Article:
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ethanol and distillers grains and is marketing products for third parties, which may result in concentrations of credit risk from
a variety of customers, including major integrated oil companies, large independent refiners, petroleum wholesalers, other
marketers and jobbers. The Company is also exposed to credit risk resulting from sales of grain to large commercial buyers,
including other ethanol plants, which it continually monitors. Although payments are typically received within fifteen days of
sale for ethanol and distillers grains, the Company continually monitors this credit risk exposure. In addition, the Company
may prepay for or make deposits on undelivered inventories. Concentrations of credit risk with respect to inventory advances
are primarily with a few major suppliers of petroleum products and agricultural inputs.
Inventories
Corn to be used in ethanol production, ethanol and distillers grains inventories are stated at the lower of average cost or
market.
Other grain inventories include readily-marketable physical quantities of grain, forward contracts to buy and sell grain,
and exchange traded futures and option contracts (all stated at market value). The futures and options contracts, which are
used to hedge the value of both owned grain and forward contracts, are considered derivatives. All agribusiness segment
grain inventories are marked to the market price with changes reflected in cost of goods sold. The forward contracts require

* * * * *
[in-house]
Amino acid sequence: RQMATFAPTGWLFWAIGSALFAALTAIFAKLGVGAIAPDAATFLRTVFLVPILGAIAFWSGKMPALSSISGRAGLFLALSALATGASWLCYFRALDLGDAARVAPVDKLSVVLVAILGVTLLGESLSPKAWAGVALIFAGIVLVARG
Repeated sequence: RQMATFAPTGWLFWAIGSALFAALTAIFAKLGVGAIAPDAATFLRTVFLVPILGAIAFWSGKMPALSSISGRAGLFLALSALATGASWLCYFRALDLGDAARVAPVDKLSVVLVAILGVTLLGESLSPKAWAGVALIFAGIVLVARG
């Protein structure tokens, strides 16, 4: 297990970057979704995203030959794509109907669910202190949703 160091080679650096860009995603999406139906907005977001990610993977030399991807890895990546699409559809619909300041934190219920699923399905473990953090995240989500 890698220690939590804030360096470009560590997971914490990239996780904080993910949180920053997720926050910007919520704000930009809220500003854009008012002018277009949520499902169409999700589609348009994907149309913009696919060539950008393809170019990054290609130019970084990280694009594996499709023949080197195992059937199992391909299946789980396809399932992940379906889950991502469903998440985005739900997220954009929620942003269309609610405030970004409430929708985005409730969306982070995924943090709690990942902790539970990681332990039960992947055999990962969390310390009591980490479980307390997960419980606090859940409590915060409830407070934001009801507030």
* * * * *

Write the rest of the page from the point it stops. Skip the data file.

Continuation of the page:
performance in future periods. Contracts to purchase grain from producers generally relate to the current or future crop years
for delivery periods quoted by regulated commodity exchanges. Contracts for the sale of grain to processors or other
consumers generally do not extend beyond one year. The terms of contracts for the purchase and sale of grain are consistent
with industry standards.
Fertilizer inventories are valued at the lower of cost (weighted average) or market.
Finished goods inventory consists of denatured ethanol and its related co-products and is valued at the lower of cost
(first-in, first-out) or market.
Property and Equipment
Property and equipment are stated at cost less accumulated depreciation. Depreciation of these assets is generally
computed using the straight-line method over the following estimated useful lives of the assets:
Years
Plant, buildings and improvements
10-40
Ethanol production equipment
15-40
Other machinery and equipment
5-7
Land improvements
20
Railroad track and equipment
20
Computer and software
3-5
Office furniture and equipment
5-7
Property and equipment is capitalized at cost. Land improvements are capitalized and depreciated. Expenditures for
property betterments and renewals are capitalized. Costs of repairs and maintenance are charged to expense as incurred.
The Company periodically evaluates whether events and circumstances have occurred that may warrant revision of the
estimated useful life of its fixed assets.
Impairment of Long-Lived Assets
The Company reviews its long-lived assets, currently consisting of property and equipment, for impairment whenever
events or changes in circumstances indicate that the carrying amount of a long-lived asset may not be recoverable.
Recoverability of assets to be held and used is measured by comparison of the car rying amount of an asset to estimated
undiscounted future cash flows expected to be generated by the asset. If the carrying amount of an asset exceeds its estimated
future cash flows, an impairment charge is recognized in the amount by which the carrying amount of the asset exceeds the
fair value of the asset. Significant management judgment is required in determining the fair value of long-lived assets to
measure impairment, including projections of future discounted cash flows. No impairment charges were recorded for the
periods reported.